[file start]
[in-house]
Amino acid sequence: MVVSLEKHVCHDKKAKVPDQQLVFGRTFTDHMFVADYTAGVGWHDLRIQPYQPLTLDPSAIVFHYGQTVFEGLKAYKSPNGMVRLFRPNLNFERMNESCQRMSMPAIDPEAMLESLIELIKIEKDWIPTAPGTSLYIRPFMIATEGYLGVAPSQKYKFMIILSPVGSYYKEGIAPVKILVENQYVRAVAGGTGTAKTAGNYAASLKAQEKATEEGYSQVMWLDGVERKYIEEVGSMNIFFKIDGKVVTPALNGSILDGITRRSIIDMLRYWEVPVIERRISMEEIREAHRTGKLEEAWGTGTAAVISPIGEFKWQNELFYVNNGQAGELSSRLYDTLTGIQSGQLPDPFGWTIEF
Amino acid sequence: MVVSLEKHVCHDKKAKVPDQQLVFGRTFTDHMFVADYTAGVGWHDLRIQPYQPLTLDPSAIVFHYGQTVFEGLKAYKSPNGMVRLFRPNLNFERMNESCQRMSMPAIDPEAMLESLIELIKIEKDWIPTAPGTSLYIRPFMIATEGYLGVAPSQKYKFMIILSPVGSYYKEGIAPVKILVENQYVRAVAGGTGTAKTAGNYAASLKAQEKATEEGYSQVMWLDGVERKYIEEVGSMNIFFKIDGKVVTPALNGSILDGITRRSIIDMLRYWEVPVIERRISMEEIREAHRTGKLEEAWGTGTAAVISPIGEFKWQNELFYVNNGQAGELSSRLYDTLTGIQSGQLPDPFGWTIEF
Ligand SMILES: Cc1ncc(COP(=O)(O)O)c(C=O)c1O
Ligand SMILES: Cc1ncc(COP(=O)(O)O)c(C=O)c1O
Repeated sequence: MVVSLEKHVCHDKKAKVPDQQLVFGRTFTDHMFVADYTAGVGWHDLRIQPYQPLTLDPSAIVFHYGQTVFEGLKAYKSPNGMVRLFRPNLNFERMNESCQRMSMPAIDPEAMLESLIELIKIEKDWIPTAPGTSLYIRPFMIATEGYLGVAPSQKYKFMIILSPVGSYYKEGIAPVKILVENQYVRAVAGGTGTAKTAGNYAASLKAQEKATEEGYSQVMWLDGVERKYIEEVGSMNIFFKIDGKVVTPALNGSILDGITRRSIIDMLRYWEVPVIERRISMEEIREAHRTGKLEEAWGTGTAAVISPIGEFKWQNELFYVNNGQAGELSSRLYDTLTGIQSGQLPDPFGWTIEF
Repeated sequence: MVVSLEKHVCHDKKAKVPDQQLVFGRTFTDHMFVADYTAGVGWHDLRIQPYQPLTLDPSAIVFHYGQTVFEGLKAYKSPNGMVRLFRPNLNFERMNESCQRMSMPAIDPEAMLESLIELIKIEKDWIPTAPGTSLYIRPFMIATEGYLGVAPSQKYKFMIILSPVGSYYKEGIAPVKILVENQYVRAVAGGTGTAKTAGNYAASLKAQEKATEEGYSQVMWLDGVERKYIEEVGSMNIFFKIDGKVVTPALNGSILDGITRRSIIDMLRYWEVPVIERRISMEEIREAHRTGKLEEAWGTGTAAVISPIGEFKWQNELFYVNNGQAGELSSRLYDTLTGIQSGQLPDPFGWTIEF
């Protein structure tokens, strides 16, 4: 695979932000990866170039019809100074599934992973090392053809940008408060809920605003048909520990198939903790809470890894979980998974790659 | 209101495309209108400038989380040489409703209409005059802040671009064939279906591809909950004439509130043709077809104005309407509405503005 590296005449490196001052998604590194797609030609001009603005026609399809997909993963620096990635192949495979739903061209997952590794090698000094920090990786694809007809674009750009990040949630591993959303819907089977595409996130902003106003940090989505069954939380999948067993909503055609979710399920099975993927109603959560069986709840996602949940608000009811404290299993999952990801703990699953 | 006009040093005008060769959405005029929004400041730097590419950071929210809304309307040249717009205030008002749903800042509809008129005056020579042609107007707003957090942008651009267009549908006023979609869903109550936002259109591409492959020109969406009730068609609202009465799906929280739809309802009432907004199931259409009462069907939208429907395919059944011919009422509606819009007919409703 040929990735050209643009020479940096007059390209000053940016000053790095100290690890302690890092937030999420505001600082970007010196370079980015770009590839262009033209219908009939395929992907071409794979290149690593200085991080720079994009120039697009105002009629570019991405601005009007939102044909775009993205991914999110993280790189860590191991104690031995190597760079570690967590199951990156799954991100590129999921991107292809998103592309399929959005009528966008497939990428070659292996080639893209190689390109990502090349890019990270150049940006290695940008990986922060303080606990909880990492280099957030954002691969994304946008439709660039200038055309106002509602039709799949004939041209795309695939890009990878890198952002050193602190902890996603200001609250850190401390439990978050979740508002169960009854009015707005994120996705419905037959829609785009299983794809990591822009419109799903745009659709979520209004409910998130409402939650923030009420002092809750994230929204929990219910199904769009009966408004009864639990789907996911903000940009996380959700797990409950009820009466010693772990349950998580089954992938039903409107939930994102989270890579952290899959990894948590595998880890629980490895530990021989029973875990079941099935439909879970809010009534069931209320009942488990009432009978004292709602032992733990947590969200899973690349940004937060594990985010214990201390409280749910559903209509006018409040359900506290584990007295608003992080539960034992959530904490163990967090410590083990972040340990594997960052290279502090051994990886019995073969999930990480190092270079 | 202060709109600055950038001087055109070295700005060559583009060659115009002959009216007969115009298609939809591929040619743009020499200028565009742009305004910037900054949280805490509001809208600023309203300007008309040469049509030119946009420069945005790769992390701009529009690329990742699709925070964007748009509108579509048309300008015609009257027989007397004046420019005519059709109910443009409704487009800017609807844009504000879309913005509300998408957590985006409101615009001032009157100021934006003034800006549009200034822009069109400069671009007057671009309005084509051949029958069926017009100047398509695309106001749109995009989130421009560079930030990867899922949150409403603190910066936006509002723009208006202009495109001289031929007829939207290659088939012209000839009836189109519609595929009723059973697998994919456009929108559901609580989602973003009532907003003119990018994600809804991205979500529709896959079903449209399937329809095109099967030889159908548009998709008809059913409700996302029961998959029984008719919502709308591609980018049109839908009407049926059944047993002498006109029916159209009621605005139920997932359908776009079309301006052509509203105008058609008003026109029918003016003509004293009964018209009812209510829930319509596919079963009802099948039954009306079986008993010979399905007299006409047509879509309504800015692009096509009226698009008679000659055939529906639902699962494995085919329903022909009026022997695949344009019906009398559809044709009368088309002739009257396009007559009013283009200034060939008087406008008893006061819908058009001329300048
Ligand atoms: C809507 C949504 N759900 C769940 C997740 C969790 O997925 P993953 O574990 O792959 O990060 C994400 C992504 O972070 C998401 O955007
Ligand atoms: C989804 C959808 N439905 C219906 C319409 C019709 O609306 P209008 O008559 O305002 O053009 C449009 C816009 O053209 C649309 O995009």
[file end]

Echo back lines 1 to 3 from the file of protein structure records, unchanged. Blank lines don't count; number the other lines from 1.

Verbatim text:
[in-house]
Amino acid sequence: MVVSLEKHVCHDKKAKVPDQQLVFGRTFTDHMFVADYTAGVGWHDLRIQPYQPLTLDPSAIVFHYGQTVFEGLKAYKSPNGMVRLFRPNLNFERMNESCQRMSMPAIDPEAMLESLIELIKIEKDWIPTAPGTSLYIRPFMIATEGYLGVAPSQKYKFMIILSPVGSYYKEGIAPVKILVENQYVRAVAGGTGTAKTAGNYAASLKAQEKATEEGYSQVMWLDGVERKYIEEVGSMNIFFKIDGKVVTPALNGSILDGITRRSIIDMLRYWEVPVIERRISMEEIREAHRTGKLEEAWGTGTAAVISPIGEFKWQNELFYVNNGQAGELSSRLYDTLTGIQSGQLPDPFGWTIEF
Amino acid sequence: MVVSLEKHVCHDKKAKVPDQQLVFGRTFTDHMFVADYTAGVGWHDLRIQPYQPLTLDPSAIVFHYGQTVFEGLKAYKSPNGMVRLFRPNLNFERMNESCQRMSMPAIDPEAMLESLIELIKIEKDWIPTAPGTSLYIRPFMIATEGYLGVAPSQKYKFMIILSPVGSYYKEGIAPVKILVENQYVRAVAGGTGTAKTAGNYAASLKAQEKATEEGYSQVMWLDGVERKYIEEVGSMNIFFKIDGKVVTPALNGSILDGITRRSIIDMLRYWEVPVIERRISMEEIREAHRTGKLEEAWGTGTAAVISPIGEFKWQNELFYVNNGQAGELSSRLYDTLTGIQSGQLPDPFGWTIEF